Although she didn’t sing in the first act, Melissa Citro’s “Atomic Blonde” Marina made a memorable impression dripping with icy hauteur. When she returned in the second her big wiry soprano betrayed an alarming harshness. Ironically, prior to the performance Our Own JJ recounted an amusing anecdote in which Beverly Sills cautioned an aspiring salesgirl-soprano against auditioning with strophic arias.
After her strained duet with Dimitrij in which she refuses to become Russian, Citro launched into a leaden three-verse brindisi dotted with machine-gun trills that fell absolutely flat. I remember thinking “Boy, this is going to be a long afternoon!”
But what a difference an intermission makes! In the work’s most compelling scene, a wide-ranging, shockingly brutal confrontation between husband and wife in the third act, Citro was transformed. The voice was working much better and she superbly conveyed Marina’s stinging sense of betrayal as she viciously revealed the sordid buried truths of Dimitrij’s origins. Bogart’s setting the scene in what looked like a cheap motel added to its horrible intimacy.
Clearly Dvorak and his librettist Marie Cervinkova-Riegrova expected their audience to believe that Marina is in love with Dimitrij and her motivation in revealing his humble birth is “simply” jealousy. But Citro and Bogart created something rather more interesting in the final two acts: a fascinating ambiguity surfaced in Marina’s actions—was she just acting out as a woman betrayed or was she subtly dissembling to manipulate everyone in order to stay tsarina and keep Dimitrij under her thumb?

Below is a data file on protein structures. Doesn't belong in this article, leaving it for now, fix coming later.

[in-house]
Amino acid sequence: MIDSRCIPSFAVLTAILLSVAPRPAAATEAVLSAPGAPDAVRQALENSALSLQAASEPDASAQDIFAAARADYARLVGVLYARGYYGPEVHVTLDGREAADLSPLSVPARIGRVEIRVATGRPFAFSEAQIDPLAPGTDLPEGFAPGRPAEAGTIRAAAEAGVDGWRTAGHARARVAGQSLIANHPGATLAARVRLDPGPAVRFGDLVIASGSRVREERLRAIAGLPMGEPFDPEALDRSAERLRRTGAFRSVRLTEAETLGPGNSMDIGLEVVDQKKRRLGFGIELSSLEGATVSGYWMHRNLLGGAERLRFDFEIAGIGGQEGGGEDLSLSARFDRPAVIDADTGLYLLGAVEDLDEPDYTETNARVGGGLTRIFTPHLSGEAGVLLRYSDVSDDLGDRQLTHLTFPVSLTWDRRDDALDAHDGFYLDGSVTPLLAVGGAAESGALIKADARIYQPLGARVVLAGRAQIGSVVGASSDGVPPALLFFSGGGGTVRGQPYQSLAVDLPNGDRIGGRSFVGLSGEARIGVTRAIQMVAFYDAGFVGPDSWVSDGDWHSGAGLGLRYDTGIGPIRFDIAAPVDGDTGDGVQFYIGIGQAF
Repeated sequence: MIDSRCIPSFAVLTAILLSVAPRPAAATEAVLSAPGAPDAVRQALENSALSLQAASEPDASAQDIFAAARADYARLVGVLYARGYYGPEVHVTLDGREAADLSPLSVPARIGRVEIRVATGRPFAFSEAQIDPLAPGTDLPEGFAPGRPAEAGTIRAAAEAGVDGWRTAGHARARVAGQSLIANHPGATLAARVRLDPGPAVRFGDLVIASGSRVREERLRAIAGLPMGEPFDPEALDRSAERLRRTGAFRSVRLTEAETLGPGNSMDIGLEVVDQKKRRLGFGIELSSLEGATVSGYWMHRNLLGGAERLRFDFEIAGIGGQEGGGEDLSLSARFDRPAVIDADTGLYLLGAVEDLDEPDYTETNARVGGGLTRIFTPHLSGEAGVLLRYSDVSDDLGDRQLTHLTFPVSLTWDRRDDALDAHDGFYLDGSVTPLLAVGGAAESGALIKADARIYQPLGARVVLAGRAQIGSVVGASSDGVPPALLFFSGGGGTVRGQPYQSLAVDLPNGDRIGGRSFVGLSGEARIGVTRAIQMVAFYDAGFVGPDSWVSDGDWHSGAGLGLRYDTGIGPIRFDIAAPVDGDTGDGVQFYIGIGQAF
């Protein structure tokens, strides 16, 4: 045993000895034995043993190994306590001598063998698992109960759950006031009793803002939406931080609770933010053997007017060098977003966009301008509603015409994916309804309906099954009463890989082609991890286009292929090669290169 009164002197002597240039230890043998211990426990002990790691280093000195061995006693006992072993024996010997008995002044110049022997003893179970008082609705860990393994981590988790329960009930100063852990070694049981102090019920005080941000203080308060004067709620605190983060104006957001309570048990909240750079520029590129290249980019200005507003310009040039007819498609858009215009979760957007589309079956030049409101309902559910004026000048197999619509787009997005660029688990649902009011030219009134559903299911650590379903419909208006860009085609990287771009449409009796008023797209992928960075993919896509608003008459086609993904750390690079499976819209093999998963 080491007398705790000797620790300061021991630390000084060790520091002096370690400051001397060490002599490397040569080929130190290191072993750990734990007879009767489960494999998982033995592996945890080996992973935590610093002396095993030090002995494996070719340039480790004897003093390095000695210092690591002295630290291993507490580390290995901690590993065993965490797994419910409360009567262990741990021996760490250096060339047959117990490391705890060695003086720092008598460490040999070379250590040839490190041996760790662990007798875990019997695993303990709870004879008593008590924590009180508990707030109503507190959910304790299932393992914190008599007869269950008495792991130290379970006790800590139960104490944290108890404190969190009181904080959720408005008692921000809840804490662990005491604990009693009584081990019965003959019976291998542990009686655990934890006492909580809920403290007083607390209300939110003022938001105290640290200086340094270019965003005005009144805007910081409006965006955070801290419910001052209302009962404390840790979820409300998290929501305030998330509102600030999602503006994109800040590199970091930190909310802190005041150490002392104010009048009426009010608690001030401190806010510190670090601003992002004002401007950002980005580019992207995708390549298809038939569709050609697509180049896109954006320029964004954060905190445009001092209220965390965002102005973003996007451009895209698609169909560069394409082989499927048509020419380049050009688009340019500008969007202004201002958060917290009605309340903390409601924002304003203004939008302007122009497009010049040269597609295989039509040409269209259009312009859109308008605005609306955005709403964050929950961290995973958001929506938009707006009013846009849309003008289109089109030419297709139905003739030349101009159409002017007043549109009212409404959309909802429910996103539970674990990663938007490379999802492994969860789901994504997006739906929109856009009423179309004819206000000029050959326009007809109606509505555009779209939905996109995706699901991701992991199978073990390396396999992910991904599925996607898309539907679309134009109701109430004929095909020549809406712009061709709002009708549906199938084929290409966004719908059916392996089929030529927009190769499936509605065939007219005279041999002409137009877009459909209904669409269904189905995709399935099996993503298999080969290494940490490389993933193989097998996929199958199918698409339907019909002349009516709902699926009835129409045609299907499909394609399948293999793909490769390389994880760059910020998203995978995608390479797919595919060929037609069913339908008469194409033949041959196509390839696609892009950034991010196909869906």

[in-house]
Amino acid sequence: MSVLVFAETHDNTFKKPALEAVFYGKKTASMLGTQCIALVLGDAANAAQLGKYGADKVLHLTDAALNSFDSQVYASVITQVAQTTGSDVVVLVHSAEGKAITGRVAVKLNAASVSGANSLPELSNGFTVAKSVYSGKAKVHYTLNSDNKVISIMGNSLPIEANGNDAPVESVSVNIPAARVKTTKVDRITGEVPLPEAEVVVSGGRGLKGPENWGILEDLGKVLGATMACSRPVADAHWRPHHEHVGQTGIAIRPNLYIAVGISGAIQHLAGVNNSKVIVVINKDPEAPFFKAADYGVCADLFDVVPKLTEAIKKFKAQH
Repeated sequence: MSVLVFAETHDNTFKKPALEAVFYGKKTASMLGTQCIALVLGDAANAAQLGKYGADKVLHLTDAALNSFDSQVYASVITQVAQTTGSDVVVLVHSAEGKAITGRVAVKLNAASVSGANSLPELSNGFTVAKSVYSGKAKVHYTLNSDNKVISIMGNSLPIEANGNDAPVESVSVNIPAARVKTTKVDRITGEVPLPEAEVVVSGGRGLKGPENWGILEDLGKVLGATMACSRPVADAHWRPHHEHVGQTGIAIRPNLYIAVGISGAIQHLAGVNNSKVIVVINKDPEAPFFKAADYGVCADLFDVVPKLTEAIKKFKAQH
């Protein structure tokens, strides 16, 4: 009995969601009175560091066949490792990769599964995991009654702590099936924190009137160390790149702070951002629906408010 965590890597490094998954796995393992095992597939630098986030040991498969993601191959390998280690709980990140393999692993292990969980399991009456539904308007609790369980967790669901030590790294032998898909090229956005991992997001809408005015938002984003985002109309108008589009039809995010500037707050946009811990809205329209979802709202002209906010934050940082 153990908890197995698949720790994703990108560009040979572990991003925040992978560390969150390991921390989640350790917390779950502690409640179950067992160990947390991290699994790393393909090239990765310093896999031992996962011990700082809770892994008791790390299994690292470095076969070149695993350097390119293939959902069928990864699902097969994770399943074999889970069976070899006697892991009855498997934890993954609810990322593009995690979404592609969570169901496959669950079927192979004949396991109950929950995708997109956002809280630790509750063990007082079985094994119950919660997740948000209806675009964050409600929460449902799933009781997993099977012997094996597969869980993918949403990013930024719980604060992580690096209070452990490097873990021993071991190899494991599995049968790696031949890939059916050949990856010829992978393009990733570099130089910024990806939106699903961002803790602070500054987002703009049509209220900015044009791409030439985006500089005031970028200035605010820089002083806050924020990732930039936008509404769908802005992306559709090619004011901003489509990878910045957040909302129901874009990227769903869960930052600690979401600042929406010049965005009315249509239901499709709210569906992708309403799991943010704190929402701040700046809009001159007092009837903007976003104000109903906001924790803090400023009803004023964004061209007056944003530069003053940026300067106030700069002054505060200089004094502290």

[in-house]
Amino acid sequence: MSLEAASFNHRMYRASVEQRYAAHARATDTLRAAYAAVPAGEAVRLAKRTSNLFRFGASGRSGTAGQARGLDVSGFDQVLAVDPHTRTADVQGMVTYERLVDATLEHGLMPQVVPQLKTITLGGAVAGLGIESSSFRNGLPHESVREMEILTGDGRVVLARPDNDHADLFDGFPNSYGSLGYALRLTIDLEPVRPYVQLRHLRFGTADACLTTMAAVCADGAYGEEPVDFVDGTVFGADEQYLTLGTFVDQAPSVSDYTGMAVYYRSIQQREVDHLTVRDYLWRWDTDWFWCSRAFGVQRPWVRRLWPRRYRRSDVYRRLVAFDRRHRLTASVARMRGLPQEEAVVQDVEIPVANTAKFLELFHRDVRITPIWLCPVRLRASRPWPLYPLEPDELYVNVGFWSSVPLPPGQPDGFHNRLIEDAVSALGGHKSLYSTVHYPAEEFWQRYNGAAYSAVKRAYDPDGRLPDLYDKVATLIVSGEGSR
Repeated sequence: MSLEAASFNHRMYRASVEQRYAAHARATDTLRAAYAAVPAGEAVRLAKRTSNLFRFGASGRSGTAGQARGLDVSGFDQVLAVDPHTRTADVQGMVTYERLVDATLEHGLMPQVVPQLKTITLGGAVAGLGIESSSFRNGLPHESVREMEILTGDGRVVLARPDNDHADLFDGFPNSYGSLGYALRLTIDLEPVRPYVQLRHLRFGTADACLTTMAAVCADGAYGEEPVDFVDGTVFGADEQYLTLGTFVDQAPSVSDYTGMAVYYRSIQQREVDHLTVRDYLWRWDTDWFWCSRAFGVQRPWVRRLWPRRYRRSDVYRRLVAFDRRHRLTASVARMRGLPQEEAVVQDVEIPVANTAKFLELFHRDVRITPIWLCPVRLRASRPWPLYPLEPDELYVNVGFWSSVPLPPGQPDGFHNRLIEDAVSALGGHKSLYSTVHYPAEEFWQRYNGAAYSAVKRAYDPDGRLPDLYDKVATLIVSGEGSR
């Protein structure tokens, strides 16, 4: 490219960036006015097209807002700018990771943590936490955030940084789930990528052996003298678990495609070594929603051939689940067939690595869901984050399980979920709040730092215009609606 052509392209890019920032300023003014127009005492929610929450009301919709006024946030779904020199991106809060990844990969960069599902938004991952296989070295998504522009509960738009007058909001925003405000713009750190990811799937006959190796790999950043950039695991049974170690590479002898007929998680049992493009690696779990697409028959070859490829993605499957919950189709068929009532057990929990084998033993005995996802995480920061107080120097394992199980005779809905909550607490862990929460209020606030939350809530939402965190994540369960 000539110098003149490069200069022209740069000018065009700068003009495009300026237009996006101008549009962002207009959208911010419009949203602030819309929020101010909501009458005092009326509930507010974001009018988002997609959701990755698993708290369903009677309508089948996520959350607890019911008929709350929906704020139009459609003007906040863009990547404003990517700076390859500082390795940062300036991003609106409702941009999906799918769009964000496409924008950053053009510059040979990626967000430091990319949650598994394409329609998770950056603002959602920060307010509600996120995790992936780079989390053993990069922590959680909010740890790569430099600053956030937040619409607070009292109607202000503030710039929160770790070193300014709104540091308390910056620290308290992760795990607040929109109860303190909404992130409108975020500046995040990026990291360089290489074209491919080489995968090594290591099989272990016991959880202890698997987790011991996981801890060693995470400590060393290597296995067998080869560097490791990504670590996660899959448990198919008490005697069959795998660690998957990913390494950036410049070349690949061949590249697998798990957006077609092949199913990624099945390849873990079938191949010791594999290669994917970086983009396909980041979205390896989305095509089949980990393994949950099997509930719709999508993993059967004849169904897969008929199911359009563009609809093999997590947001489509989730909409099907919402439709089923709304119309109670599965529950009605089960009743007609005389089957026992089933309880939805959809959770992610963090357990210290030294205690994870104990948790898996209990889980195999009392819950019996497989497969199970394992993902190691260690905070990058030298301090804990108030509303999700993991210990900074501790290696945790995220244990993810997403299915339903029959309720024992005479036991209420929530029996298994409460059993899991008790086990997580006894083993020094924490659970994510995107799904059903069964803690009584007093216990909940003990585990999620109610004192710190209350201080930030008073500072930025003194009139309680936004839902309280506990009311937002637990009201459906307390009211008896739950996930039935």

Citro, after her silent entrance and grating false-start, had evolved into the opera’s most compelling and moving personage particularly in her shattered remorse at having order the hit on Xenia which was staged with creepy dark menace by Bogart.
The title character’s life is dominated by women, the third being his “mother” Marfa, widow of Ivan the Terrible whose burning desire for revenge motivates her false claims that Dimtrij is her real son. Nora Sourouzian who I understand shone last year at Bard as Anita in Massenet’s La Navarraise returned for the role of the bold but conflicted woman.
Despite some grey streaks in her hair, Sourouzian, flashing her great legs, appeared too young and spry for the character, and while her lush mezzo did dominate the ensembles, it sometimes got very tight on top. Unfortunately she couldn’t salvage the inordinately attenuated finale in which Marfa dithers endlessly about whether or not to swear before God that Dimitrij is her son.